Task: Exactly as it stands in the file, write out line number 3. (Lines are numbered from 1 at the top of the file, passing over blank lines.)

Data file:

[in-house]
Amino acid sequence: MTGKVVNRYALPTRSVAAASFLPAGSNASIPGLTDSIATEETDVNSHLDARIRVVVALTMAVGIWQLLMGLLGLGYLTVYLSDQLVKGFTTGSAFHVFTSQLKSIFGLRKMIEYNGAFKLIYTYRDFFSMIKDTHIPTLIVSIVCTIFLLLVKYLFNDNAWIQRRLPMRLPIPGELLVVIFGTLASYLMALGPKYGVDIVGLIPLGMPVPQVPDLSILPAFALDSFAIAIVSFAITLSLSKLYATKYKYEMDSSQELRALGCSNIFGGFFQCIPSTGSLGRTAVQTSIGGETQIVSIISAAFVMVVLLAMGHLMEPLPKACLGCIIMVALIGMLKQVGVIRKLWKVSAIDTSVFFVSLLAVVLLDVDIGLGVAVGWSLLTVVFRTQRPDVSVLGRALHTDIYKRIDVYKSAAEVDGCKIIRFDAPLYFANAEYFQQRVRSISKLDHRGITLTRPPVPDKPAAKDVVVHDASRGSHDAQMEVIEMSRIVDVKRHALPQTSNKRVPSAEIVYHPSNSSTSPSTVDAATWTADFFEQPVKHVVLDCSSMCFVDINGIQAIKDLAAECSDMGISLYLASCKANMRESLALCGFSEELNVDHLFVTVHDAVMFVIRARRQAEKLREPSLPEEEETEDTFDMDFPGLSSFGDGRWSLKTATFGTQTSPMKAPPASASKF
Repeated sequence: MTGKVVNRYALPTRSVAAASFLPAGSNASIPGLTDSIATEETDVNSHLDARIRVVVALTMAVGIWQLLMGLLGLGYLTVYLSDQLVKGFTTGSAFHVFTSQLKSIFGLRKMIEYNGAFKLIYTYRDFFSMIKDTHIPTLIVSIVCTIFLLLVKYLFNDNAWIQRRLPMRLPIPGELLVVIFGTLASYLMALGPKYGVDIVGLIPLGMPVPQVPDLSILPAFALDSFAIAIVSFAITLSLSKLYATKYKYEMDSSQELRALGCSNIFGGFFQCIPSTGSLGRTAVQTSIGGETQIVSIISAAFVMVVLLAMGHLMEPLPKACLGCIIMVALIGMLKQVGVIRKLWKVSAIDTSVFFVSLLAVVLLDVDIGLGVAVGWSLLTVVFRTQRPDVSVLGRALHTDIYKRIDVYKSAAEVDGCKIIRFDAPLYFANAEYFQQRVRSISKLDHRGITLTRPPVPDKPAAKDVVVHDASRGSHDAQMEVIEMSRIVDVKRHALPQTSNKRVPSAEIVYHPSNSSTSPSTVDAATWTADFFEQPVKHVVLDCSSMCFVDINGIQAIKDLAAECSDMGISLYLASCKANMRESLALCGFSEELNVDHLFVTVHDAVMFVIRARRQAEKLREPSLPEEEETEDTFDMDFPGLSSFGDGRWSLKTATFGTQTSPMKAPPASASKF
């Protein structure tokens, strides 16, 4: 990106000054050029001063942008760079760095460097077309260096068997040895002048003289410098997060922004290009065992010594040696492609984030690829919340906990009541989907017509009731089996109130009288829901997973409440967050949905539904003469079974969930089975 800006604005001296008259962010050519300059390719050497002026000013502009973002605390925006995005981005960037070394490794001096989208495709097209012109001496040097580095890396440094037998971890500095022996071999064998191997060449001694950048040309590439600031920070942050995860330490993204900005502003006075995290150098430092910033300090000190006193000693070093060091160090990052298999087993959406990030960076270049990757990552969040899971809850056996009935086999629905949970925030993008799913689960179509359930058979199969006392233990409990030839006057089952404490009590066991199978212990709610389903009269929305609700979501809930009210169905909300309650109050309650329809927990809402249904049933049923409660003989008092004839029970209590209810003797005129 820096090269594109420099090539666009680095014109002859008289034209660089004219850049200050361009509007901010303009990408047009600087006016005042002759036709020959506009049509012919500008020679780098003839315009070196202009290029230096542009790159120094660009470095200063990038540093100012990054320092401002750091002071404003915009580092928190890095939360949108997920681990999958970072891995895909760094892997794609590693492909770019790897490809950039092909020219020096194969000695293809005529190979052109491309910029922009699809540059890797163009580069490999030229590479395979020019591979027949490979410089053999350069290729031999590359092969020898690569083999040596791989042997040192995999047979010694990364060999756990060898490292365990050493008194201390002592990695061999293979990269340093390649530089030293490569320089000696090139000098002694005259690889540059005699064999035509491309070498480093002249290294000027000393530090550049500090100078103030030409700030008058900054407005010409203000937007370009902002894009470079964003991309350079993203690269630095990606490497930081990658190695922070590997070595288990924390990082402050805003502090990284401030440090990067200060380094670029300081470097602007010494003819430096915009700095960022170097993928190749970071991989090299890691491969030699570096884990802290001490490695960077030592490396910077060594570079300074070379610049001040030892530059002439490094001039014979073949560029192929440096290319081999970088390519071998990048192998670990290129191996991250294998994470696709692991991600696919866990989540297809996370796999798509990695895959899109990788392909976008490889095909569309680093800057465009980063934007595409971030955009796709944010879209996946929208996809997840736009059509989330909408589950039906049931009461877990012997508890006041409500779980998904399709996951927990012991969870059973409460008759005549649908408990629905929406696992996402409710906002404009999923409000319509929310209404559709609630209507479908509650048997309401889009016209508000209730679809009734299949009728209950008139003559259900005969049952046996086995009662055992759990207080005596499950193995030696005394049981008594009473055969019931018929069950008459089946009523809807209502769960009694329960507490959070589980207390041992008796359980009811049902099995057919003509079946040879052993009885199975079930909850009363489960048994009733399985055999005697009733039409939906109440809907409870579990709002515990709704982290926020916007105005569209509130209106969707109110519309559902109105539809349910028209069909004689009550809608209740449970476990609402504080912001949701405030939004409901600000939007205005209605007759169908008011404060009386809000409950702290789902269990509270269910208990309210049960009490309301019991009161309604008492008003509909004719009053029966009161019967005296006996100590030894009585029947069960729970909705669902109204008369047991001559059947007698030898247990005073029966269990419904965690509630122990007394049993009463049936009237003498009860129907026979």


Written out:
Repeated sequence: MTGKVVNRYALPTRSVAAASFLPAGSNASIPGLTDSIATEETDVNSHLDARIRVVVALTMAVGIWQLLMGLLGLGYLTVYLSDQLVKGFTTGSAFHVFTSQLKSIFGLRKMIEYNGAFKLIYTYRDFFSMIKDTHIPTLIVSIVCTIFLLLVKYLFNDNAWIQRRLPMRLPIPGELLVVIFGTLASYLMALGPKYGVDIVGLIPLGMPVPQVPDLSILPAFALDSFAIAIVSFAITLSLSKLYATKYKYEMDSSQELRALGCSNIFGGFFQCIPSTGSLGRTAVQTSIGGETQIVSIISAAFVMVVLLAMGHLMEPLPKACLGCIIMVALIGMLKQVGVIRKLWKVSAIDTSVFFVSLLAVVLLDVDIGLGVAVGWSLLTVVFRTQRPDVSVLGRALHTDIYKRIDVYKSAAEVDGCKIIRFDAPLYFANAEYFQQRVRSISKLDHRGITLTRPPVPDKPAAKDVVVHDASRGSHDAQMEVIEMSRIVDVKRHALPQTSNKRVPSAEIVYHPSNSSTSPSTVDAATWTADFFEQPVKHVVLDCSSMCFVDINGIQAIKDLAAECSDMGISLYLASCKANMRESLALCGFSEELNVDHLFVTVHDAVMFVIRARRQAEKLREPSLPEEEETEDTFDMDFPGLSSFGDGRWSLKTATFGTQTSPMKAPPASASKF